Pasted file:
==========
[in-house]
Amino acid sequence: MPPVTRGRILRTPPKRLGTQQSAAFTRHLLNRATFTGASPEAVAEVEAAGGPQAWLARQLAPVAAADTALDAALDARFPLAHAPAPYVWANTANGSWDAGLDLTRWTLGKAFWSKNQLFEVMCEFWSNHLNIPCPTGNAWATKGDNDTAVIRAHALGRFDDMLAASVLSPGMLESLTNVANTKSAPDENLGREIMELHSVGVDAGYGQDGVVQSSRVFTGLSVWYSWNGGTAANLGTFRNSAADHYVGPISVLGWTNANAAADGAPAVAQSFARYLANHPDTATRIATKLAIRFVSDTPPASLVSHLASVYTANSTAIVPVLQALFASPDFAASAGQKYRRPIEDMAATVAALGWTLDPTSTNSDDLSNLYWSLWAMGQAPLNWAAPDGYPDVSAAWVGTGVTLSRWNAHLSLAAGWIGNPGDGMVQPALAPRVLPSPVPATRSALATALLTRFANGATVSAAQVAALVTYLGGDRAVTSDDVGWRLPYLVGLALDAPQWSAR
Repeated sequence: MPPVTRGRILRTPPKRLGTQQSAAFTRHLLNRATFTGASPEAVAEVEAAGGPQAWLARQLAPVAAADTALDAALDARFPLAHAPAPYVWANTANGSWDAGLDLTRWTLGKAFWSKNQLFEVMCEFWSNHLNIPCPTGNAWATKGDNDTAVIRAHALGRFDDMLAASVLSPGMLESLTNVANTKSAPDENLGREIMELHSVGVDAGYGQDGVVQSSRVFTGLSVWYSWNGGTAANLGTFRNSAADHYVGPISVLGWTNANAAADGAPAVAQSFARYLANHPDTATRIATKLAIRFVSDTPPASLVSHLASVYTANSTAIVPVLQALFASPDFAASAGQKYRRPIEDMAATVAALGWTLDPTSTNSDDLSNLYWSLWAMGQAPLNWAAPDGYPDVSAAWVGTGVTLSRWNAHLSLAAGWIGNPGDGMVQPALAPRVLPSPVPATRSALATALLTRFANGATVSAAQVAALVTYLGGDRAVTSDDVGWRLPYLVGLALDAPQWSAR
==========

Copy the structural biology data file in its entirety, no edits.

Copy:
[in-house]
Amino acid sequence: MPPVTRGRILRTPPKRLGTQQSAAFTRHLLNRATFTGASPEAVAEVEAAGGPQAWLARQLAPVAAADTALDAALDARFPLAHAPAPYVWANTANGSWDAGLDLTRWTLGKAFWSKNQLFEVMCEFWSNHLNIPCPTGNAWATKGDNDTAVIRAHALGRFDDMLAASVLSPGMLESLTNVANTKSAPDENLGREIMELHSVGVDAGYGQDGVVQSSRVFTGLSVWYSWNGGTAANLGTFRNSAADHYVGPISVLGWTNANAAADGAPAVAQSFARYLANHPDTATRIATKLAIRFVSDTPPASLVSHLASVYTANSTAIVPVLQALFASPDFAASAGQKYRRPIEDMAATVAALGWTLDPTSTNSDDLSNLYWSLWAMGQAPLNWAAPDGYPDVSAAWVGTGVTLSRWNAHLSLAAGWIGNPGDGMVQPALAPRVLPSPVPATRSALATALLTRFANGATVSAAQVAALVTYLGGDRAVTSDDVGWRLPYLVGLALDAPQWSAR
Repeated sequence: MPPVTRGRILRTPPKRLGTQQSAAFTRHLLNRATFTGASPEAVAEVEAAGGPQAWLARQLAPVAAADTALDAALDARFPLAHAPAPYVWANTANGSWDAGLDLTRWTLGKAFWSKNQLFEVMCEFWSNHLNIPCPTGNAWATKGDNDTAVIRAHALGRFDDMLAASVLSPGMLESLTNVANTKSAPDENLGREIMELHSVGVDAGYGQDGVVQSSRVFTGLSVWYSWNGGTAANLGTFRNSAADHYVGPISVLGWTNANAAADGAPAVAQSFARYLANHPDTATRIATKLAIRFVSDTPPASLVSHLASVYTANSTAIVPVLQALFASPDFAASAGQKYRRPIEDMAATVAALGWTLDPTSTNSDDLSNLYWSLWAMGQAPLNWAAPDGYPDVSAAWVGTGVTLSRWNAHLSLAAGWIGNPGDGMVQPALAPRVLPSPVPATRSALATALLTRFANGATVSAAQVAALVTYLGGDRAVTSDDVGWRLPYLVGLALDAPQWSAR